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Pancakes, sausages and some cargo securement tips on the side

BALZAC, Alta. - The Alberta Motor Transport Association (AMTA) and Alberta Transportation's Inspection Services recently hosted an information session and pancake breakfast for drivers at the Balzac s...


ALL BOXED IN: With cargo securement on everyone's mind these days, Big Horn Transport has found a creative way to ensure its drivers are in compliance. This b-train consists of two standard flatdecks which have been modified to help make sure the cargo stays where it belongs. Big Horn controlling officer, Philip Blasetti, says the company has modified several of its flatdecks by adding walls consisting of steel stanchions and 3/4-inch plywood. He says it only adds about 500 lbs to each of the trailers. The center section can be easily removed allowing the load to be added or removed by forklift. Blasetti says the load must still be secured as though it were on a traditional flatdeck, but the walls provide some extra peace of mind that the cargo isn't going to get away. "It's not like it's out of sight, out of mind," Blasetti insists.

ALL BOXED IN: With cargo securement on everyone's mind these days, Big Horn Transport has found a creative way to ensure its drivers are in compliance. This b-train consists of two standard flatdecks which have been modified to help make sure the cargo stays where it belongs. Big Horn controlling officer, Philip Blasetti, says the company has modified several of its flatdecks by adding walls consisting of steel stanchions and 3/4-inch plywood. He says it only adds about 500 lbs to each of the trailers. The center section can be easily removed allowing the load to be added or removed by forklift. Blasetti says the load must still be secured as though it were on a traditional flatdeck, but the walls provide some extra peace of mind that the cargo isn't going to get away. "It's not like it's out of sight, out of mind," Blasetti insists.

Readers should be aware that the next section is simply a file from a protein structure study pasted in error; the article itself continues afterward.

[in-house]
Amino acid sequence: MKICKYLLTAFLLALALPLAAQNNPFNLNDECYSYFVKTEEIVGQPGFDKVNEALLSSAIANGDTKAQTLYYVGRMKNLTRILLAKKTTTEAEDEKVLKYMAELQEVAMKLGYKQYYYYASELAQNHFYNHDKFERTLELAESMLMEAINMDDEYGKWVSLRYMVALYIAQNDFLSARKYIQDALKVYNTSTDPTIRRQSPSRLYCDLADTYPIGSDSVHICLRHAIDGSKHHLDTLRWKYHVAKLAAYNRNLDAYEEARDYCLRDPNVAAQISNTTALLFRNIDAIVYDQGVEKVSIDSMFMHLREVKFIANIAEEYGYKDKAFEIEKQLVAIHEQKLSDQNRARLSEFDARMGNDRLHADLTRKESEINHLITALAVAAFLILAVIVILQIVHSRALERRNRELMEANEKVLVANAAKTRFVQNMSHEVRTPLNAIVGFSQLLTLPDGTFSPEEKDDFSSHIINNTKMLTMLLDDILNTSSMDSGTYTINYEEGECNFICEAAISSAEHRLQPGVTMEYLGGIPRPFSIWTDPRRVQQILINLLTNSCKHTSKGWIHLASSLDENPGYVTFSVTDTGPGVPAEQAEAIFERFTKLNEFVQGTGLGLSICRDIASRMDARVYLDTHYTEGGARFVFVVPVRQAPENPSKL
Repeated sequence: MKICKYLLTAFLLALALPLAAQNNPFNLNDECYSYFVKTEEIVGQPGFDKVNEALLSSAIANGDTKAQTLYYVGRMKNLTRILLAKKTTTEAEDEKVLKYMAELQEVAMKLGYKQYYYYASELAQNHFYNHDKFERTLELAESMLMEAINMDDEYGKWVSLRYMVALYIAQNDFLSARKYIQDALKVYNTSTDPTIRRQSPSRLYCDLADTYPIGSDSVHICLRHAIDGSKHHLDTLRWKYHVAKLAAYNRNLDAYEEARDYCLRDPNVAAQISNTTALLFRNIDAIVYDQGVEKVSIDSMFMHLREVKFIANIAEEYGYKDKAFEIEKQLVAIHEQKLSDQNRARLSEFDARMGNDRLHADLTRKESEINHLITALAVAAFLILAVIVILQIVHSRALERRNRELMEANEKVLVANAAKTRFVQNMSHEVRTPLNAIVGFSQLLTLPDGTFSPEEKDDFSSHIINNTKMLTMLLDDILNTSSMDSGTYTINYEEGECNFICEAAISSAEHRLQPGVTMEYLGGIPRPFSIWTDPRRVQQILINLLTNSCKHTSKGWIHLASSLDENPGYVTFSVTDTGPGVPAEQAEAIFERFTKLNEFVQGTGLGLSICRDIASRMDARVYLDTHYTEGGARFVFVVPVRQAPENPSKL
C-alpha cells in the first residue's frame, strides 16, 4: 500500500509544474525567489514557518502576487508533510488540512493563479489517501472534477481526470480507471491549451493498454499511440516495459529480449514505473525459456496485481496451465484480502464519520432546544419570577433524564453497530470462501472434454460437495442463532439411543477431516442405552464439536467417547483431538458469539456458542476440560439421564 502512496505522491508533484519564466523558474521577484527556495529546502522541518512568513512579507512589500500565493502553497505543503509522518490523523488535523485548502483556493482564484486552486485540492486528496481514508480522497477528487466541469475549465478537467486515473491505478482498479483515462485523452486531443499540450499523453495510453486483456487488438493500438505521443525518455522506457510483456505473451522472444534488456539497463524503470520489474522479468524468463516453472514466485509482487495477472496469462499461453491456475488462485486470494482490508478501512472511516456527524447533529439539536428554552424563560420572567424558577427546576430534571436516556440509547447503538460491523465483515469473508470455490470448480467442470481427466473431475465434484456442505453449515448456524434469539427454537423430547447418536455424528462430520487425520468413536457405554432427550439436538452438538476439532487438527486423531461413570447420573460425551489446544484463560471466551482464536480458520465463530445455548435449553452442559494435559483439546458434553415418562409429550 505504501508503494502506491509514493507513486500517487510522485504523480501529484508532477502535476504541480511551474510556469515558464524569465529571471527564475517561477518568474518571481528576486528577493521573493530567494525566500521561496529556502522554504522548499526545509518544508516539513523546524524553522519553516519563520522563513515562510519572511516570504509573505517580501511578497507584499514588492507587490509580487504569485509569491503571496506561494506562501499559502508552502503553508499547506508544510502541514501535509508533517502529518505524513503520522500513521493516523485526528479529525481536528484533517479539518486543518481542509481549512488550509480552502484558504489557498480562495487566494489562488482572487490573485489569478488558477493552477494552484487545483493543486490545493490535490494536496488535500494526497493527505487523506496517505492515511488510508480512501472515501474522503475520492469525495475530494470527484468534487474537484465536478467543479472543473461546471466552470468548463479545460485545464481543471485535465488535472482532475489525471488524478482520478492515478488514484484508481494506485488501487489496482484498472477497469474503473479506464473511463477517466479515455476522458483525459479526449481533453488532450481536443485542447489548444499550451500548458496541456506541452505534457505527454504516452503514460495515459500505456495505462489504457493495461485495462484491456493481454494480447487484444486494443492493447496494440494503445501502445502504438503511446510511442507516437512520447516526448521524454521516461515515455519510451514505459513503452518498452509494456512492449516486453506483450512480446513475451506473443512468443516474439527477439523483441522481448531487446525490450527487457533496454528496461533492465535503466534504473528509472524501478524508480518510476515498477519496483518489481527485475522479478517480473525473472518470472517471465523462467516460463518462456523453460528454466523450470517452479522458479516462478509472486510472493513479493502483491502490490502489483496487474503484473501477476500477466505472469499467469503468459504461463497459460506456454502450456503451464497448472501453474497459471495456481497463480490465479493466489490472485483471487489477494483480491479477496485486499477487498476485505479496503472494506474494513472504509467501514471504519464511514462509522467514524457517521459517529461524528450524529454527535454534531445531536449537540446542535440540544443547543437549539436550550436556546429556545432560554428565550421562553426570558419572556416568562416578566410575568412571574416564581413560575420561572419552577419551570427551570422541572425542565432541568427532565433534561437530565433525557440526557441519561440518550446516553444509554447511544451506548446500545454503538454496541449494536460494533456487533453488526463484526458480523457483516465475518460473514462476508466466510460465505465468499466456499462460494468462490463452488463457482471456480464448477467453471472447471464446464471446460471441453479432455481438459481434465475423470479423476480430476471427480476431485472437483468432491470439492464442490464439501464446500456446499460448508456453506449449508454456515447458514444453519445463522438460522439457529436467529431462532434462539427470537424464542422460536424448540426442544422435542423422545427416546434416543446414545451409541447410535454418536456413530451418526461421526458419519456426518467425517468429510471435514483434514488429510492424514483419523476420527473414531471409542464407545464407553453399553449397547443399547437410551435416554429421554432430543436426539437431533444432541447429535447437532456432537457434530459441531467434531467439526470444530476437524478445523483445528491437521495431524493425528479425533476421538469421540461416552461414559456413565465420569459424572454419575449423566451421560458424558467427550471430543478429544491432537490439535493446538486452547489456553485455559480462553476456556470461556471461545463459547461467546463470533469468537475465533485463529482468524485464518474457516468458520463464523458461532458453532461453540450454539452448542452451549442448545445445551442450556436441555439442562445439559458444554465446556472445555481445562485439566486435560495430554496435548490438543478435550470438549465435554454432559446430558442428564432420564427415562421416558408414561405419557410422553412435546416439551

BALZAC, Alta. – The Alberta Motor Transport Association (AMTA) and Alberta Transportation’s Inspection Services recently hosted an information session and pancake breakfast for drivers at the Balzac scales.

The annual event attracts drivers, fleet managers and a number of inspection officers from various enforcement agencies.

Once everyone had a chance to fill their bellies with pancakes and sausages, inspection officers took the opportunity to shed some light on the new cargo securement regulations.

While the new rules came into effect Feb. 1 in Alberta, the province recently announced it’s extending its educational period until Oct. 1.

“I think the majority of the truckers are adjusting to this new regulation pretty good,” says transport officer Mike Collins. “They want to do it right. We get swamped with questions.”

Two tractor-trailers were on-hand at the scales to demonstrate some of the most common violations inspection officers encounter. Truck News spent some time with Collins and asked for a rundown of the five most common violations inspection officers run into.

1. Insufficient straps: Not enough chains and straps is the most common load securement violation, according to Collins.

If an item does not have forward blocking, then it requires at least two tiedowns if it’s more than five feet in length (or more than 500 kg).

To avoid costly fines, drivers should err on the side of caution and affix extra straps when in doubt.

2. Loose debris: Collins says many trailers have loose sand and gravel that can fly off the trailer while running down the highway. “In a case like that, what we make them do is sweep it off,” Collins says. “Even a little bit can break somebody’s windshield and that’s what the majority of complaints we get is – windshield’s being broken by pieces of gravel and dirt coming off the trucks.”

3. Slack tiedowns: Another common infraction is having straps and chains that are too loose. “The truck’s been going down the road and the strap or chain has come loose,” explains Collins. At least tightening up the straps or chains is a quick and easy fix. It doesn’t hurt to ensure the chains and straps are still tight each time the driver gets out of the truck.

4. Poor paperwork: Collins says another common mistake involves a lack of information on the bill of lading. The bill of lading should always have the weight of the load on it, he says.

“The bills of lading are supposed to indicate the weight of the load but a lot of them don’t and then we have to determine the weight of the load in order to satisfy ourselves that the straps and chains are sufficient,” he says.

5. Damaged tiedowns: “We see a lot of frayed straps,” says Collins, noting straps should be replaced if they are torn or frayed at the edges.

“If the frayed area or tear in a strap is over a certain width, then we’ll make them replace the strap,” he adds.


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